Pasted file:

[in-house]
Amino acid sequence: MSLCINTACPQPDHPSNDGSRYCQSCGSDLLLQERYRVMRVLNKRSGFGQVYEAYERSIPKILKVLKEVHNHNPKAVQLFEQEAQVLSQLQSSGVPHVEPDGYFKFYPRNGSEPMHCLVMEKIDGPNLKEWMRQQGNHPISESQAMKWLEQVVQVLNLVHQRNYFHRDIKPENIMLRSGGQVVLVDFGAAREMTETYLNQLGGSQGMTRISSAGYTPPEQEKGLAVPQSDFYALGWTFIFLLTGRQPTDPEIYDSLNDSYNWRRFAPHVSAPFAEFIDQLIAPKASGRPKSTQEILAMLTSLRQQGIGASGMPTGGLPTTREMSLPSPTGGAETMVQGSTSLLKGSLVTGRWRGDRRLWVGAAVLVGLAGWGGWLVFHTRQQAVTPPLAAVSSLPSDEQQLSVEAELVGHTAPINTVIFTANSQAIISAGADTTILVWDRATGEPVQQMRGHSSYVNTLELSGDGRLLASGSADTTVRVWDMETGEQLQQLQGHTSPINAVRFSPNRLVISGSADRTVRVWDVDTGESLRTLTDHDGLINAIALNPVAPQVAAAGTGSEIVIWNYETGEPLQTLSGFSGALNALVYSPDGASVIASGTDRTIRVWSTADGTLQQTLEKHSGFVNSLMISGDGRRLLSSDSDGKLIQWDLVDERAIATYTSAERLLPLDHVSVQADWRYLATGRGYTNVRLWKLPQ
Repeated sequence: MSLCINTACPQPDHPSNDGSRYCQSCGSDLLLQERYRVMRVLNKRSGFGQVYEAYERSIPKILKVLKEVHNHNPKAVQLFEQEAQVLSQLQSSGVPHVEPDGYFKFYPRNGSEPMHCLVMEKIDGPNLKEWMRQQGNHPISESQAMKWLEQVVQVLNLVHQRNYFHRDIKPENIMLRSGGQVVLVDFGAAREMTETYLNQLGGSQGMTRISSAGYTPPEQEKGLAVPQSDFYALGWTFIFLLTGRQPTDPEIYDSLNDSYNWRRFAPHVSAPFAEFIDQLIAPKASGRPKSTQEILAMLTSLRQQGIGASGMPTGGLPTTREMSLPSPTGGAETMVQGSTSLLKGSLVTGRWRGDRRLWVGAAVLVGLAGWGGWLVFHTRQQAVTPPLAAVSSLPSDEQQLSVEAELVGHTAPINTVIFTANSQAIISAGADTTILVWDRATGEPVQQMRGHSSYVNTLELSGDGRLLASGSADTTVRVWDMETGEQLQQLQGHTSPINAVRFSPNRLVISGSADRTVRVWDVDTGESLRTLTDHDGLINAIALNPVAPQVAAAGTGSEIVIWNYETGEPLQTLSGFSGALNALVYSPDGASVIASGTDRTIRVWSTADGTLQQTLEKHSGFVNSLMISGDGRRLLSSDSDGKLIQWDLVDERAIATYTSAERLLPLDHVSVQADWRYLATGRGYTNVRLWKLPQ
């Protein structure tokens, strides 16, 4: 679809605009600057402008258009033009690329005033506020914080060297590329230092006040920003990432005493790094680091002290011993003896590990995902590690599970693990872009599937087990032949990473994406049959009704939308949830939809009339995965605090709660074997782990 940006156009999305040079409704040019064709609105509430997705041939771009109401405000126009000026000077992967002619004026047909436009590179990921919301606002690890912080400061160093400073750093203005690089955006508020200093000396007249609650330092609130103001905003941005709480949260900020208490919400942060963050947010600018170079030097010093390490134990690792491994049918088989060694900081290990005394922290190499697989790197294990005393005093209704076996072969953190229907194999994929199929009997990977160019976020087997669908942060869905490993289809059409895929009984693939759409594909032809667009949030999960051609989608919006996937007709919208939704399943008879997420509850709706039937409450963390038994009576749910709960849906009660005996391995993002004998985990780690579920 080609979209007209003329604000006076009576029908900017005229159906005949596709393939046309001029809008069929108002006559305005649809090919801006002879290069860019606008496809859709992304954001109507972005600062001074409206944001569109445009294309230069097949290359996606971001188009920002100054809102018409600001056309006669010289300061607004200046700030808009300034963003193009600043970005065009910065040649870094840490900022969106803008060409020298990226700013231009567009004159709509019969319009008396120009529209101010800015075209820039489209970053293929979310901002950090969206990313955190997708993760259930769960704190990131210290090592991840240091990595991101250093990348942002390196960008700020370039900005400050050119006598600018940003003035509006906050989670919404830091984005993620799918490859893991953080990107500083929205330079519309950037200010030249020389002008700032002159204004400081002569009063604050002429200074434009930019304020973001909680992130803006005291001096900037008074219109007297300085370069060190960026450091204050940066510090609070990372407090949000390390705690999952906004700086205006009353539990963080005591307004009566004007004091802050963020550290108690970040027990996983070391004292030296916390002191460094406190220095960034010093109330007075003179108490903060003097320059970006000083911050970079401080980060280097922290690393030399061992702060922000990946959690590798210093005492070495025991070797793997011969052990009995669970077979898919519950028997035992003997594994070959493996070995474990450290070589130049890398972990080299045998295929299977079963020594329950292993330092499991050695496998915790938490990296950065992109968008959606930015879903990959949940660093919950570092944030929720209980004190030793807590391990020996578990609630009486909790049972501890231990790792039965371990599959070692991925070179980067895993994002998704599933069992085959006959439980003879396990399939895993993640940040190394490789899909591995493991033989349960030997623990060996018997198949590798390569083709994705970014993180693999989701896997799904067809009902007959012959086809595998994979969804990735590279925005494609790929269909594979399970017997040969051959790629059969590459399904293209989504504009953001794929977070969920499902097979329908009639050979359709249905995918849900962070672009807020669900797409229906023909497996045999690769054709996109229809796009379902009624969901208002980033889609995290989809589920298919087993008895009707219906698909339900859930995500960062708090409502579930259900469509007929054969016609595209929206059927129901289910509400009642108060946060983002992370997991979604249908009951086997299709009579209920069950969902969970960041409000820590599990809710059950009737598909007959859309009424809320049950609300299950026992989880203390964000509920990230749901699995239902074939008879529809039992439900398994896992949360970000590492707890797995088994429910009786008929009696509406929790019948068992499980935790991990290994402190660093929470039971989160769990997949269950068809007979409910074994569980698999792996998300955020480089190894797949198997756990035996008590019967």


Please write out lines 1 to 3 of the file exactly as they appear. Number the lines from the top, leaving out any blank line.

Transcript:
[in-house]
Amino acid sequence: MSLCINTACPQPDHPSNDGSRYCQSCGSDLLLQERYRVMRVLNKRSGFGQVYEAYERSIPKILKVLKEVHNHNPKAVQLFEQEAQVLSQLQSSGVPHVEPDGYFKFYPRNGSEPMHCLVMEKIDGPNLKEWMRQQGNHPISESQAMKWLEQVVQVLNLVHQRNYFHRDIKPENIMLRSGGQVVLVDFGAAREMTETYLNQLGGSQGMTRISSAGYTPPEQEKGLAVPQSDFYALGWTFIFLLTGRQPTDPEIYDSLNDSYNWRRFAPHVSAPFAEFIDQLIAPKASGRPKSTQEILAMLTSLRQQGIGASGMPTGGLPTTREMSLPSPTGGAETMVQGSTSLLKGSLVTGRWRGDRRLWVGAAVLVGLAGWGGWLVFHTRQQAVTPPLAAVSSLPSDEQQLSVEAELVGHTAPINTVIFTANSQAIISAGADTTILVWDRATGEPVQQMRGHSSYVNTLELSGDGRLLASGSADTTVRVWDMETGEQLQQLQGHTSPINAVRFSPNRLVISGSADRTVRVWDVDTGESLRTLTDHDGLINAIALNPVAPQVAAAGTGSEIVIWNYETGEPLQTLSGFSGALNALVYSPDGASVIASGTDRTIRVWSTADGTLQQTLEKHSGFVNSLMISGDGRRLLSSDSDGKLIQWDLVDERAIATYTSAERLLPLDHVSVQADWRYLATGRGYTNVRLWKLPQ
Repeated sequence: MSLCINTACPQPDHPSNDGSRYCQSCGSDLLLQERYRVMRVLNKRSGFGQVYEAYERSIPKILKVLKEVHNHNPKAVQLFEQEAQVLSQLQSSGVPHVEPDGYFKFYPRNGSEPMHCLVMEKIDGPNLKEWMRQQGNHPISESQAMKWLEQVVQVLNLVHQRNYFHRDIKPENIMLRSGGQVVLVDFGAAREMTETYLNQLGGSQGMTRISSAGYTPPEQEKGLAVPQSDFYALGWTFIFLLTGRQPTDPEIYDSLNDSYNWRRFAPHVSAPFAEFIDQLIAPKASGRPKSTQEILAMLTSLRQQGIGASGMPTGGLPTTREMSLPSPTGGAETMVQGSTSLLKGSLVTGRWRGDRRLWVGAAVLVGLAGWGGWLVFHTRQQAVTPPLAAVSSLPSDEQQLSVEAELVGHTAPINTVIFTANSQAIISAGADTTILVWDRATGEPVQQMRGHSSYVNTLELSGDGRLLASGSADTTVRVWDMETGEQLQQLQGHTSPINAVRFSPNRLVISGSADRTVRVWDVDTGESLRTLTDHDGLINAIALNPVAPQVAAAGTGSEIVIWNYETGEPLQTLSGFSGALNALVYSPDGASVIASGTDRTIRVWSTADGTLQQTLEKHSGFVNSLMISGDGRRLLSSDSDGKLIQWDLVDERAIATYTSAERLLPLDHVSVQADWRYLATGRGYTNVRLWKLPQ